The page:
Tidus is breathing
And then he realised there was no heartbeat there; this sea had no life in it, and it was empty and he was drifting--he burst into tears then, while his mother waded in, screaming and crying and cursing Jecht in the same breath.
And then when he was older, and his mother would stand--not touching-- just breathing, so perfectly timed that it seemed they were sharing the same breath; that man that seemed to burn away all the oxygen with his words like fire, so that his chest grew tight and burnt--so that it was as if he couldn't breathe and was drowning in air.
And he would cry then--and she would come to him and smother him in that darkness where he could hear her heartbeat, but the scorched scent of ozone lingered on her, as if she had put her arms around the fire and could not bear to let go.
That man was gone, and she was crying she was breathing she was dying, and he knew not what to do. He tried, oh how he tried, but every day she grew a little older, a little sadder, and every breath was like a stone on her grave.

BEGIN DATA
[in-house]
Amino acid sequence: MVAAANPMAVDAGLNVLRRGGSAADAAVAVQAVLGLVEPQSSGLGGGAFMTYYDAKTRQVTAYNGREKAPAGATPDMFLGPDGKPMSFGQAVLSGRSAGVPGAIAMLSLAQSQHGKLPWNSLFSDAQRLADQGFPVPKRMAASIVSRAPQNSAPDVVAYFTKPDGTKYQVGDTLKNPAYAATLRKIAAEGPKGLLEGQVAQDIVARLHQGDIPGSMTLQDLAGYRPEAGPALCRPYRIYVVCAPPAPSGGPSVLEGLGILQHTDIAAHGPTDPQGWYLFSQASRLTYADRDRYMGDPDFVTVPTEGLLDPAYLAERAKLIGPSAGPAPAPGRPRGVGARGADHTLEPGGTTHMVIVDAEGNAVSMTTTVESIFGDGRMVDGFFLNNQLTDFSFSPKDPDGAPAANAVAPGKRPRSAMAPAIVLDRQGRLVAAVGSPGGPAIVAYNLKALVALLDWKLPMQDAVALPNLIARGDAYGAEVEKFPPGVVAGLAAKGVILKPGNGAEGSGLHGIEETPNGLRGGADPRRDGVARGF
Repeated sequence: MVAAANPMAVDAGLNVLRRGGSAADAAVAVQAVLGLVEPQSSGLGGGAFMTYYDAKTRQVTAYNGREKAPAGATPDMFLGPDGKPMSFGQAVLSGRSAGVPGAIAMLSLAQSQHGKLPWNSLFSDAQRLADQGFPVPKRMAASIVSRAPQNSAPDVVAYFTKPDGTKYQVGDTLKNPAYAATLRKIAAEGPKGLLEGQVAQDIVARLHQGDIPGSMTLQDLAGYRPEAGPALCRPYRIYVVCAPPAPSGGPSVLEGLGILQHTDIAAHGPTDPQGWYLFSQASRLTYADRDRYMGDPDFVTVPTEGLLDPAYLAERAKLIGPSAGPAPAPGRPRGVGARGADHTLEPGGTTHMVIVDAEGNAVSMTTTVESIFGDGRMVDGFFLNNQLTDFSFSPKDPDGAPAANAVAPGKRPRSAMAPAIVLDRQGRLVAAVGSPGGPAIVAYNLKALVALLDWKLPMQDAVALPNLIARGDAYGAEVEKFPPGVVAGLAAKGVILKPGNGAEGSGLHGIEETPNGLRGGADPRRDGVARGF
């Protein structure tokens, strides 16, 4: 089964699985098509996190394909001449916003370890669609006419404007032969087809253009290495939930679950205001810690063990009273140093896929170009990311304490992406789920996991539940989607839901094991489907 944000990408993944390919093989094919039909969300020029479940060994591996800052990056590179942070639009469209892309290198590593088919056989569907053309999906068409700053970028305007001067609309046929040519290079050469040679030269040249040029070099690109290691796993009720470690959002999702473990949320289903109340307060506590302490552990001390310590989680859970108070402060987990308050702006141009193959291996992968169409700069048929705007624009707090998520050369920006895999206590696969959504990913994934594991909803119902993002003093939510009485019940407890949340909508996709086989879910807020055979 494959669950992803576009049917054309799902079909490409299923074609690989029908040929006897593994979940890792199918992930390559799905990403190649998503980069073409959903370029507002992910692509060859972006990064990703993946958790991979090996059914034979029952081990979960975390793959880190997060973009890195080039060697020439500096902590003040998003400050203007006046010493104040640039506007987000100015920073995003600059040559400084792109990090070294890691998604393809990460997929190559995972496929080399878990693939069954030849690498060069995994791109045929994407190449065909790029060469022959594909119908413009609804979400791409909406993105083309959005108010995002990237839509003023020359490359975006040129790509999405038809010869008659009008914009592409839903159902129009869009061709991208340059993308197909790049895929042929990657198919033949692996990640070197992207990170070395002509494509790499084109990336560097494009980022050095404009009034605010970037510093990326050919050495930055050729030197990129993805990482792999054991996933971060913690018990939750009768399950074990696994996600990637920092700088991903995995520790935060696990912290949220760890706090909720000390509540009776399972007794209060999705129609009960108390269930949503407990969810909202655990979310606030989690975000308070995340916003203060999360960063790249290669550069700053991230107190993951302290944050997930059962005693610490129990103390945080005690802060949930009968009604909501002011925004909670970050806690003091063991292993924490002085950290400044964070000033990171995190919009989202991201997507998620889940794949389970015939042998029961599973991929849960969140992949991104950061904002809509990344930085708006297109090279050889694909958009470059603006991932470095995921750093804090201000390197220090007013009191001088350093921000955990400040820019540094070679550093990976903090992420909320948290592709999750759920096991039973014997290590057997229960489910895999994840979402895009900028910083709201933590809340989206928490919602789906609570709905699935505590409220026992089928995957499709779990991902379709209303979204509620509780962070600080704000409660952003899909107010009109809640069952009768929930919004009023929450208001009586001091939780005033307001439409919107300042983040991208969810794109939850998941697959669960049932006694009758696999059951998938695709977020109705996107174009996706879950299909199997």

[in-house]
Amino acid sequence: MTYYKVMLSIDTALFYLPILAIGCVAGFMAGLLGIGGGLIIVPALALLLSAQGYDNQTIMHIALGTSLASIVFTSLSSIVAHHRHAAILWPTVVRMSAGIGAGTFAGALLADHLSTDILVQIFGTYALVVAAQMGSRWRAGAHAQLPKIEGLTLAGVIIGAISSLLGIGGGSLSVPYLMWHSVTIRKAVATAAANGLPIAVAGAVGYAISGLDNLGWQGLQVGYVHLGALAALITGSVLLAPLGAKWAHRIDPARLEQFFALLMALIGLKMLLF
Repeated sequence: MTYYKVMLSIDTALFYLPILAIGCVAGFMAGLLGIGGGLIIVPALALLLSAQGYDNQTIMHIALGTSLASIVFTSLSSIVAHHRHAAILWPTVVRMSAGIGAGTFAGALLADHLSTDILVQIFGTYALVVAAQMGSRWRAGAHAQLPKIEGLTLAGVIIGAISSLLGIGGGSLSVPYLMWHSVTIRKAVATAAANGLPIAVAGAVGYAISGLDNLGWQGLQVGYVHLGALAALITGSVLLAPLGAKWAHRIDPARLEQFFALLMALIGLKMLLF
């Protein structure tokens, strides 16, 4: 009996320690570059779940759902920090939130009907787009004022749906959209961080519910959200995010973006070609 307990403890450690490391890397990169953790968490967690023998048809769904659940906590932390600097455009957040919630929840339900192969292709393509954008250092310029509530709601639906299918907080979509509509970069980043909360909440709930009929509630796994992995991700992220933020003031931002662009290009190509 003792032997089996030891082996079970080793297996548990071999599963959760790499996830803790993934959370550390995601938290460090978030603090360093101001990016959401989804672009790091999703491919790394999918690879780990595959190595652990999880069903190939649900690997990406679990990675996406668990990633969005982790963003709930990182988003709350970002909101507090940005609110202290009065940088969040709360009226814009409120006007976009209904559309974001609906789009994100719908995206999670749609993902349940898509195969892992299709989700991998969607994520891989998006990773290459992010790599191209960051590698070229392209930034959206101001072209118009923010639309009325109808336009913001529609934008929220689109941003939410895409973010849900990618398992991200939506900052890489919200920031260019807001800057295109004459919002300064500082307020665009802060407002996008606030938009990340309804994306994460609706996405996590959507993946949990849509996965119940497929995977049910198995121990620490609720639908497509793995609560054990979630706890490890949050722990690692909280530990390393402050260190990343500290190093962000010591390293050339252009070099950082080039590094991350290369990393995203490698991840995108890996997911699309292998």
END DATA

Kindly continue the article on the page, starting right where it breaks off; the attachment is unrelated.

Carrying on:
When Auron came, a messenger in crimson and steel, it was like she breathed easy at last--
Jecht isn't coming home.
And she breathed her last.
And he tried to breathe, though his tears choked him, till he gasped for air, though he was above water and on land. The scent of fire was bitter to his nostrils, and the priest murmured his prayers and the ashes skirled over the white foam then dissolved. He choked like a fish caught in a net, and he clung to Auron's fingers and cried.
And Auron, quietly--
The beginning of all life is breath, and from it comes life. From life comes strength...
No, he wanted to tell Auron. Life comes from water--I should know, I was born from it, but I cannot find its heartbeat now.
Breathe deeply, said Auron. Draw it all in, from the very heavens, till it sinks to the earth. Then let it all go--
And he drew it all in, holding it, till it become like a stone in his stomach, sinking to the ground, till he could hear his blood thundering in his ears, till he could feel his pulse leap in his clenched hands.
And then he let it go, and it carried over the waves, where the tide rolled over and carried it all away.
Then someone behind him murmured, their black clothes rustling like stiff paper, Poor boy--how could Jecht abandon them? And now he is all alone.
And then he flung his head back and howled hatred to the sky.